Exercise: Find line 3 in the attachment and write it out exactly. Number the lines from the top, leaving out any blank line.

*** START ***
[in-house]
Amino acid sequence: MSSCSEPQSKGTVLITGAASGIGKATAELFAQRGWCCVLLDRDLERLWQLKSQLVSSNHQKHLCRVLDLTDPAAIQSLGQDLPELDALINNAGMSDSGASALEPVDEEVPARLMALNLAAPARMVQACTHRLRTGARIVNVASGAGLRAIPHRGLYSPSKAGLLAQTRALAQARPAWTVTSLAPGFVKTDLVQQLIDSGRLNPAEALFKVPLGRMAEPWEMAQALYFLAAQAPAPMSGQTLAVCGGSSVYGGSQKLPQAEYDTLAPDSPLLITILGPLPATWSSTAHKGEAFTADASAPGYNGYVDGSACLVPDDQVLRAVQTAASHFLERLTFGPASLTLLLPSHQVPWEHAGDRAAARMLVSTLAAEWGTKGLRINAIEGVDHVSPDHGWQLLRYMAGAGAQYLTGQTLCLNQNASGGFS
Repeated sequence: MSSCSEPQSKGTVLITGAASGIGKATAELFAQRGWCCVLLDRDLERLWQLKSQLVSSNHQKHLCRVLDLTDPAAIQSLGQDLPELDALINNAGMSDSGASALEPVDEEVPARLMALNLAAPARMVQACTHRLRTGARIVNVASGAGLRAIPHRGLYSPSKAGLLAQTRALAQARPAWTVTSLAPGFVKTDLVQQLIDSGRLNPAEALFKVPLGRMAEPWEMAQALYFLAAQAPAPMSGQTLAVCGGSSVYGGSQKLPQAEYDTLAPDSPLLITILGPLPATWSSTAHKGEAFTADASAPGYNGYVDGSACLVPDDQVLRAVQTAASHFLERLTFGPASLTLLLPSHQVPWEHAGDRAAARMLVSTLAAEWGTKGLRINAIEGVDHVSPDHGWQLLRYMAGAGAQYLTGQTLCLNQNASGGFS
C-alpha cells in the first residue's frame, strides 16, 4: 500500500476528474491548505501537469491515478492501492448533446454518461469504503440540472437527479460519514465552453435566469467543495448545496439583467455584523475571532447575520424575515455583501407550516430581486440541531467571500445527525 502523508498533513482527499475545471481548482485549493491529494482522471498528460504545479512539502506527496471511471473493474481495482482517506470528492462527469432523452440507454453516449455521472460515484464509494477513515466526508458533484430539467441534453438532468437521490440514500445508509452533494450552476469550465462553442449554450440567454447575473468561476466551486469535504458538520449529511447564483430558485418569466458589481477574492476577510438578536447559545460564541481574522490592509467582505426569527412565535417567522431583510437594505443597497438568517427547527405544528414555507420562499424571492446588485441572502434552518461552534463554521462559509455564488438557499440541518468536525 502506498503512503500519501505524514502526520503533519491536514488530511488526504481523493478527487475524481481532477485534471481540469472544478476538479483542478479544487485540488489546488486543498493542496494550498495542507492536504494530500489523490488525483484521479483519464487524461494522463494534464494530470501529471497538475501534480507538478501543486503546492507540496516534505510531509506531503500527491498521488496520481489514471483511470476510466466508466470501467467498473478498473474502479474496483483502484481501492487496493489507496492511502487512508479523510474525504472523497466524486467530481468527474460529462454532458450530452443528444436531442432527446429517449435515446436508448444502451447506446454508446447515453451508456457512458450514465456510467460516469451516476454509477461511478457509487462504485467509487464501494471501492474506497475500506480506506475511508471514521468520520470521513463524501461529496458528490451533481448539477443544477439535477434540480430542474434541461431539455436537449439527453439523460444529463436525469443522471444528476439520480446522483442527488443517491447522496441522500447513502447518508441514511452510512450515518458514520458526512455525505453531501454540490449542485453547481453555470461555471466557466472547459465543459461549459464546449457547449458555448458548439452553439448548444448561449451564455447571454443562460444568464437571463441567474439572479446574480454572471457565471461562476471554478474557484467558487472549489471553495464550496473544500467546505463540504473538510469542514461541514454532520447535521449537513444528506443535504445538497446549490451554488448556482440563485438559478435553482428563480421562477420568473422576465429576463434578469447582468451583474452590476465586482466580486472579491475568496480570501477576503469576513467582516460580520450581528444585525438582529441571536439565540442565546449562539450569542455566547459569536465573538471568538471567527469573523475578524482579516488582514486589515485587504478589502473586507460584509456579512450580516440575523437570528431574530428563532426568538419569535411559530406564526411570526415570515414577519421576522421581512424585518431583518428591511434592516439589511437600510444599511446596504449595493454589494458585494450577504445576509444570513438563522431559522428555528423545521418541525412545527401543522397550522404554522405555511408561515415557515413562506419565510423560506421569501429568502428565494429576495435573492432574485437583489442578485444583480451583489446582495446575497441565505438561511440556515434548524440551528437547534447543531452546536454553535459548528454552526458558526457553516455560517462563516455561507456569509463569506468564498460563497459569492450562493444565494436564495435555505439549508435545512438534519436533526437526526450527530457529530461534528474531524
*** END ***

Repeated sequence: MSSCSEPQSKGTVLITGAASGIGKATAELFAQRGWCCVLLDRDLERLWQLKSQLVSSNHQKHLCRVLDLTDPAAIQSLGQDLPELDALINNAGMSDSGASALEPVDEEVPARLMALNLAAPARMVQACTHRLRTGARIVNVASGAGLRAIPHRGLYSPSKAGLLAQTRALAQARPAWTVTSLAPGFVKTDLVQQLIDSGRLNPAEALFKVPLGRMAEPWEMAQALYFLAAQAPAPMSGQTLAVCGGSSVYGGSQKLPQAEYDTLAPDSPLLITILGPLPATWSSTAHKGEAFTADASAPGYNGYVDGSACLVPDDQVLRAVQTAASHFLERLTFGPASLTLLLPSHQVPWEHAGDRAAARMLVSTLAAEWGTKGLRINAIEGVDHVSPDHGWQLLRYMAGAGAQYLTGQTLCLNQNASGGFS